The talk around domestic violence has started to include the impact on childhood for children raised in an abusive household. There is absolutely no way a child can live in a home where abuse is a daily part of life and not be effected. Children witness the dysfunction abuse creates.

Abuse becomes the norm

They have no power to change what is happening within the household and will blame themselves as a coping mechanism. By children blaming themselves it gives the false illusion that they have control over what is happening in the family. And that feeling of control however destructive it is better than feeling powerless and out of control.

As hard as it is to imagine from the outside, the dysfunction of an abusive household is normal to the children growing up in it. This creates a view of the world and a way of being in it which is itself dysfunctional.

These children (like myself) grow up to be adults where abuse and dysfunction feel like home.

So what now?

We are starting to see the correlation between women grew up in an abusive household and those who end up living with domestic family violence as adults. But we must also look at the correlation between men becoming perpetrators and the impact of childhood domestic violence.

Obviously, not all men who grow in abusive households will grow up to abuse, some will grow up to be abused themselves. And many will grow up to be kind, caring and loving men. But the impact of their early trauma will stay with them, unless the abuse is addressed.

When we know better we do better.

Having grown up with a brother, in what I will politely call a very dysfunctional family. I am left asking; ‘How were either of us supposed to know how to be well-rounded adults when this was not taught or modelled to us as children?’ Our path was pre-destined.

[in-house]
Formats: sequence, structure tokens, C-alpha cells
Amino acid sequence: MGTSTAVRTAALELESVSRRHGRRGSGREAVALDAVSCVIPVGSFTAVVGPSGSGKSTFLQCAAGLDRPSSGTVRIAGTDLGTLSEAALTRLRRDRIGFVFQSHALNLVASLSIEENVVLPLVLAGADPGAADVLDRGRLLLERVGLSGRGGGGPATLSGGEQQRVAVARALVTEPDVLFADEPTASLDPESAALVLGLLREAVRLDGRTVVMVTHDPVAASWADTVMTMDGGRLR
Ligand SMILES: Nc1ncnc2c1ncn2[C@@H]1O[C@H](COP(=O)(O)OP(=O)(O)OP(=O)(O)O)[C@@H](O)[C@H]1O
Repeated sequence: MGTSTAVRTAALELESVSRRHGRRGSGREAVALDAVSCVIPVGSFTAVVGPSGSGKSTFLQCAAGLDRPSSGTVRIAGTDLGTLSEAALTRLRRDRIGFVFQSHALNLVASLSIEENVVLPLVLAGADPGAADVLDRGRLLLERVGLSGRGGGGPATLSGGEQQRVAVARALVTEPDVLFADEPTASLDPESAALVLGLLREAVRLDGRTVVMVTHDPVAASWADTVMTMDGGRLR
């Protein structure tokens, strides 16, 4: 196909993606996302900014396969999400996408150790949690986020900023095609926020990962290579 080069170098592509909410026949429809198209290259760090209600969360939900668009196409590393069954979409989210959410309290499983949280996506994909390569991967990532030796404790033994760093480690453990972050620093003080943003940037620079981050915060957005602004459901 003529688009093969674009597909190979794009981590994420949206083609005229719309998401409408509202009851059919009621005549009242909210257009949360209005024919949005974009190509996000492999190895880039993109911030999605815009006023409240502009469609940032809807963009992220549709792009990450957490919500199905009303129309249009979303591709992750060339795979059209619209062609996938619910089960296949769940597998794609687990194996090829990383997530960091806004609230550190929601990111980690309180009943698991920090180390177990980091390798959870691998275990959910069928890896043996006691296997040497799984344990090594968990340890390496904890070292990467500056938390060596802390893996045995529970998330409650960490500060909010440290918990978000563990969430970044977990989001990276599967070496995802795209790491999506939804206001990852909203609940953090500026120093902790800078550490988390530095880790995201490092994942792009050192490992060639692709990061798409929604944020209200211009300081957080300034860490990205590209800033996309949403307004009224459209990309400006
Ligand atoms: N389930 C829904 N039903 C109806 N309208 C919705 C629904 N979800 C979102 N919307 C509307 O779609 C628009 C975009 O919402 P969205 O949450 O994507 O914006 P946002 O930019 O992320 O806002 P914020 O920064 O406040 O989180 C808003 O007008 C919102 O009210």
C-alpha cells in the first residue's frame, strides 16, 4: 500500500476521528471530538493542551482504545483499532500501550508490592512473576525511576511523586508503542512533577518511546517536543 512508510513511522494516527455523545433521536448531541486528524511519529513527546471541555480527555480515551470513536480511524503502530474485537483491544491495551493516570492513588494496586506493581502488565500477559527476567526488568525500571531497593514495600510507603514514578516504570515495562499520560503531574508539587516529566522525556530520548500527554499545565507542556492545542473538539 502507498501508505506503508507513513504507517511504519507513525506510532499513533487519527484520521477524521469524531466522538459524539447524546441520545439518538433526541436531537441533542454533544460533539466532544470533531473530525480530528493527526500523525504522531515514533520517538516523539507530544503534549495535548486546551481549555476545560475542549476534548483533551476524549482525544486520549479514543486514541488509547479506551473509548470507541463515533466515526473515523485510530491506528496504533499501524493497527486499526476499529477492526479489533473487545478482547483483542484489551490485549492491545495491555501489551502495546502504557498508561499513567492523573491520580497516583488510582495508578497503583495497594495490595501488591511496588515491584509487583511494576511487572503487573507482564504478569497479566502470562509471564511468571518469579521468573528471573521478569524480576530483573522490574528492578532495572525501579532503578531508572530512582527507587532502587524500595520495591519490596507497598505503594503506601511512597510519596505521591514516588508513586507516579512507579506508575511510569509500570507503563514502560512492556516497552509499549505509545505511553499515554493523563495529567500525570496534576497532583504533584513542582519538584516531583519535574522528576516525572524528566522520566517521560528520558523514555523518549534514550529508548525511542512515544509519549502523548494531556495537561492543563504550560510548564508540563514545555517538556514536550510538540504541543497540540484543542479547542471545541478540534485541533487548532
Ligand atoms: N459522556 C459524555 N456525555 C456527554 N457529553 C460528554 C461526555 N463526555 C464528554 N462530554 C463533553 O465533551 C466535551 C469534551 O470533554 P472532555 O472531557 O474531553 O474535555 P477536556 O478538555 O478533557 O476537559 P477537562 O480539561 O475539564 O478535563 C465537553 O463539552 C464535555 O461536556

Early intervention would have changed the outcome for us and could change the outcome for so many of our young people. We are failing them at the moment. They jump from victim to victim or victim to perpetrator with nothing in between.

Are all perpetrators survivors of child abuse? No, but does that mean helping those that are, will make a positive impact them and their future relationships. I believe so.

Because what we are doing at the moment is not working.

As I write this I know some people will strongly disagree about the need to focus precious resources on perpetrator programs. But if this kind of intervention can reduce the numbers when it comes to domestic violence, then in my opinion it is money well spent.

Not all abusers will respond to the training and I do not see this as an overnight quick fix. But, if these programs can change the lives of the next generation of children then is it not worth a try.

An abusive childhood doesn’t need to be a self-fulling prophecy. If we as a society step up and say ‘we are here to help if you are willing to change we are here to help’


Lisa McAdams

About Lisa: Lisa is a survivor of domestic violence who shares her story openly; along with knowledge and understanding of abuse and her experience from her time in corporate to help companies develop an organisational culture of empathy and understanding.

She helps by bringing insights on this complex and emotional subject, ensuring managers understand the issue, the signs and how to communicate with those impacted by domestic violence.

Lisa is passionate about educating workplaces so they can ensure women in abusive relationships remain in the workplace. Because employment improves outcomes and can ultimately save lives.

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